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festivals.jpg (18140 bytes)The Catholic Church held religious feasts, which were celebrated, throughout the city of Newark. They were usually held in October and November to celebrate All Saint's Day. When we lived Down Neck, they were held on Ferry and McWorther Streets. After we moved to 12th Street, and later to Avon Avenue, we would attend the feasts on 14th Avenue between Bergen and Camden Streets. Sometime we went to the First Ward feasts, on 7th and 8th Avenues, near Park Avenue. Many a good time we had, walking, eating, looking, meeting and talking with friends and relatives.

I don't remember my dad ever attending church, although my mother and I always did. My mom went to an Italian church on Ferry and McWater Streets. It was one block from the Penn Station--about a mile from our home. I went to St. Aloyisi's church on Fleming Avenue- just four blocks from home. I later became an altar boy.

New York City had their religious feasts on Mott Street, or Mulberry, or Canal Street. These were always twice as large as any held in Newark. They had all the special foods cooking at the outdoor food stands. Sometimes you would see something delicious and have to ask, "What is that?"

We loved the New York feasts and used to join in all the festivities. They were really nice affairs. Friendly, clean-cut, and lots of fun. Plus you got to eat a lot of that good food that was being cooked outside on the street.

Sometimes we would even go there when there was no feast. My dad used to take me to New York City whenever I needed a new suit. He would take me to Canal Street where most of the clothing stores were located and he was able to wheel and deal and get some good buys for me. Of course, sometimes he would get something for himself.

My dad was a wheeler and dealer when it came to buying clothing. If they had something for sale for me for $25, he would negotiate it down to $15 and he would get the deal. It seems those clothing salesmen wouldn't let you get out of the store without buying something, even if they lost money. But we used to do pretty good.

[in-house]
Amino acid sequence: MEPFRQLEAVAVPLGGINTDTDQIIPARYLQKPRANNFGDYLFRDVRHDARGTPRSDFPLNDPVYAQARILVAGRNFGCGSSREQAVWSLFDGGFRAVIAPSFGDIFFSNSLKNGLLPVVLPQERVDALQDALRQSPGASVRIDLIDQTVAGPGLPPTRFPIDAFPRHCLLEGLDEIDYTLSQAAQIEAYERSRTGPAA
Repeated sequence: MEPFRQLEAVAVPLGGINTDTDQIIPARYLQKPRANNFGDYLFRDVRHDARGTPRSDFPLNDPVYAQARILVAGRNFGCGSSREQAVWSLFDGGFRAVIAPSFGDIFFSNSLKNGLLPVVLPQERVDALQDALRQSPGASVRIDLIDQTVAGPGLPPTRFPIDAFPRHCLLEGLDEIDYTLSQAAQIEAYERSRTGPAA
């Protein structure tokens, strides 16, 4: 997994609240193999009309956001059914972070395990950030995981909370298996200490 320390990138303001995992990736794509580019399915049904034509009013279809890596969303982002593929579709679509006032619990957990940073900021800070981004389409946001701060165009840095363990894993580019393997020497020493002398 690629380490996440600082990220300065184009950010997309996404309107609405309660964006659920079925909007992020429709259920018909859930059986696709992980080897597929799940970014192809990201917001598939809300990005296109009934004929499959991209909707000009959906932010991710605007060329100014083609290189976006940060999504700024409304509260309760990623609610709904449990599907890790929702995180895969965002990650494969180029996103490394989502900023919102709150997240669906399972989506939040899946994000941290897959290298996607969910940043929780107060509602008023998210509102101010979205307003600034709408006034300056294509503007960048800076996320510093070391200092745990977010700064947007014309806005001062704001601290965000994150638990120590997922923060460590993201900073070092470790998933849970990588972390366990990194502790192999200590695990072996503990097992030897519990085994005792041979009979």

On other days, my dad use to take me to Mulberry Street, where we would shop for home cooking needs. Sometimes we would buy a large five-pound can of anchovies that were packed in salt. When you opened them, you had to wash the salt off before using them. They were imported, and they were really delicious. We used to love anchovies.

Sometimes he would buy a rabbit that was skinned, ready for cooking. The butcher would cut it up for us, and we would take it home and my mother would cook the rabbit. Other times it might be a small nanny goat, which they would call a kid. They would sell these on special holidays like Easter and Christmas. We would go and buy them, bring them home and cook them, and we would have a feast.

I remember another place my dad used to take me to. You know how these homes in New York City were attached to one another. They had no alleys where you could walk to the rear of the building. You had to go through the hallway.

One place that I remember was a three-story tenement house. We would walk through a darkened hallway to the back yard and then turn around and go down a flight of stone steps into the basement. You would see smoke pouring out of the place like they were cooking something down there. What they actually were doing was smoking nanny goats' heads, which they call "gabuzells."

My father used to love those things. He'd take me in there, and they would have two or three tables where you could sit down and buy a head or two and start eating. My dad used to love to eat the brains of the goat, and the tongue, and the jawbone. The meat on the jawbone was the best. That's what I liked. I wouldn't eat anything else. But I've seen people eat eyes out of the goat's head, and things of that sort.

We would sit there and each order a gabuzell, and what I didn't eat he would finish. He'd order a bottle of wine and would enjoy a little meal. A little repast in our shopping.

The basement restaurant was an odd place. You wouldn't know it was there unless you knew about it. But my dad knew about it. He found out about it somehow. That was one of the nice things about going to New York with him. He knew his way around, and being just a young boy, I used to follow him and do whatever he said.